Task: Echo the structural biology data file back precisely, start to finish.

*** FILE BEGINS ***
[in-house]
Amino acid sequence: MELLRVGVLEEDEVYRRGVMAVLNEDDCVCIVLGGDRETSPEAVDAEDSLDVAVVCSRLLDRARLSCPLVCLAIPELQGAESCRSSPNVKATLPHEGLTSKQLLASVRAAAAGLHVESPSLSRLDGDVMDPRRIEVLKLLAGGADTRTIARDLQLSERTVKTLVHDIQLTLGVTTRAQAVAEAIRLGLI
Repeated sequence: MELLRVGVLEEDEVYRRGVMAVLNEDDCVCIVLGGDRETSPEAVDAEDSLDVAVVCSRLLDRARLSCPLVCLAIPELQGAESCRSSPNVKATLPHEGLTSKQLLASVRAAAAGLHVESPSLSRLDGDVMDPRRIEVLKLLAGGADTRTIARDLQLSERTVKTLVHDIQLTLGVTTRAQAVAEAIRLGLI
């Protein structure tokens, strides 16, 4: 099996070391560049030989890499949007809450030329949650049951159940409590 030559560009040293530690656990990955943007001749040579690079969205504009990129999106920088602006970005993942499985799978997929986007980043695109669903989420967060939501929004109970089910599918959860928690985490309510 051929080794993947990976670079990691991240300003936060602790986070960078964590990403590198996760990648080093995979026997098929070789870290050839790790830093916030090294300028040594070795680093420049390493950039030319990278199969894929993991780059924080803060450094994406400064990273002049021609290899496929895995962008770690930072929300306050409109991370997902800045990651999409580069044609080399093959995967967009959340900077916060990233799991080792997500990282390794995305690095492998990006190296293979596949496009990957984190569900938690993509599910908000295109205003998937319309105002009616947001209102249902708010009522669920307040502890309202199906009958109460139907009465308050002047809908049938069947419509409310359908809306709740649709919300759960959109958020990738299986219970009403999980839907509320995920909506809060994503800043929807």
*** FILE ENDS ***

[in-house]
Amino acid sequence: MELLRVGVLEEDEVYRRGVMAVLNEDDCVCIVLGGDRETSPEAVDAEDSLDVAVVCSRLLDRARLSCPLVCLAIPELQGAESCRSSPNVKATLPHEGLTSKQLLASVRAAAAGLHVESPSLSRLDGDVMDPRRIEVLKLLAGGADTRTIARDLQLSERTVKTLVHDIQLTLGVTTRAQAVAEAIRLGLI
Repeated sequence: MELLRVGVLEEDEVYRRGVMAVLNEDDCVCIVLGGDRETSPEAVDAEDSLDVAVVCSRLLDRARLSCPLVCLAIPELQGAESCRSSPNVKATLPHEGLTSKQLLASVRAAAAGLHVESPSLSRLDGDVMDPRRIEVLKLLAGGADTRTIARDLQLSERTVKTLVHDIQLTLGVTTRAQAVAEAIRLGLI
């Protein structure tokens, strides 16, 4: 099996070391560049030989890499949007809450030329949650049951159940409590 030559560009040293530690656990990955943007001749040579690079969205504009990129999106920088602006970005993942499985799978997929986007980043695109669903989420967060939501929004109970089910599918959860928690985490309510 051929080794993947990976670079990691991240300003936060602790986070960078964590990403590198996760990648080093995979026997098929070789870290050839790790830093916030090294300028040594070795680093420049390493950039030319990278199969894929993991780059924080803060450094994406400064990273002049021609290899496929895995962008770690930072929300306050409109991370997902800045990651999409580069044609080399093959995967967009959340900077916060990233799991080792997500990282390794995305690095492998990006190296293979596949496009990957984190569900938690993509599910908000295109205003998937319309105002009616947001209102249902708010009522669920307040502890309202199906009958109460139907009465308050002047809908049938069947419509409310359908809306709740649709919300759960959109958020990738299986219970009403999980839907509320995920909506809060994503800043929807």